Labour frontbencher Bridget Phillipson has set out the party’s challenges and strategy on the path to creating a “social democracy of hope” in a conference organised by member organisation ‘Labour to Win’.
Phillipson told the Zoom call: “Our party cannot ever just become a parliamentary pressure group. We can and we must be a party of working people in every corner of our country, and we must learn to win power again.
“I’m proud that our membership today stands at well over half a million people. But that still means that 99 people in every 100 of our country aren’t members, and I’m worried that we’ve got out of the habit of talking to them.”
Arguing that “making our own echo chamber larger is no substitute for knocking its walls down”, she said: “I know that the people who need to hear from Labour frontbenchers most aren’t you.
“Nor are they the hundreds of thousands of people who follow Labour MPs on Twitter or like them on Facebook. Nor are they GC [general committee] delegates at CLP [Constituency Labour Party] meetings.”
Phillipson described the voters that Labour must speak to as such: “They don’t follow the news much, they don’t follow Labour politicians on Twitter and they don’t have time to follow the detail of policies that don’t affect them.”
The shadow cabinet member explained how Labour intends to approach appealing to such voters, saying: “To go forwards, we don’t need to reenact the past. But we do need to understand the priorities of the people who haven’t been giving us a hearing.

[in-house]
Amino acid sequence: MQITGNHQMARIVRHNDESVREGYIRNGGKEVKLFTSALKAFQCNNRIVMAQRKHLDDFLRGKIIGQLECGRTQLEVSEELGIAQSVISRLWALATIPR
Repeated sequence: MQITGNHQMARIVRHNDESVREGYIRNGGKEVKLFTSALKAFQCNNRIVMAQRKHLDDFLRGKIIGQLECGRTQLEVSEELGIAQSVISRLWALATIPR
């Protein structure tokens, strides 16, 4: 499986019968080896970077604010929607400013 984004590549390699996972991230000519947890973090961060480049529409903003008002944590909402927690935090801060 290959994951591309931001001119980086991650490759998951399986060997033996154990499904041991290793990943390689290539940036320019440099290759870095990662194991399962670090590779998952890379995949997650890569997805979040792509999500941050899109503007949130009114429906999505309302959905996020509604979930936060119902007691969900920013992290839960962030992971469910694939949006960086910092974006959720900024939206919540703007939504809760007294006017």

“We need to listen, learn and use their language. When people told us they thought we were going to spend money on things our country didn’t need, we can’t just tell them that they were wrong.
“When people complain about local services being terrible, and we nod and talk over them about the impact of austerity, we cannot be surprised that they don’t think we see things as they do.
“Our language and our framing must reflect the world as our electors see it, not as how we might discuss it at a GC. When people told us they didn’t trust us with their security, telling them that they’re wrong just gets us nowhere. We have to ask why and we have to fix it.”
She said one of the principle challenges facing Labour was reaching those voters who do not watch Prime Minister’s Questions and “ensuring that they see the contrast that we all see between Keir [Starmer] and [Boris] Johnson”.
You can read the full article here at Labour list
You can watch the conference here: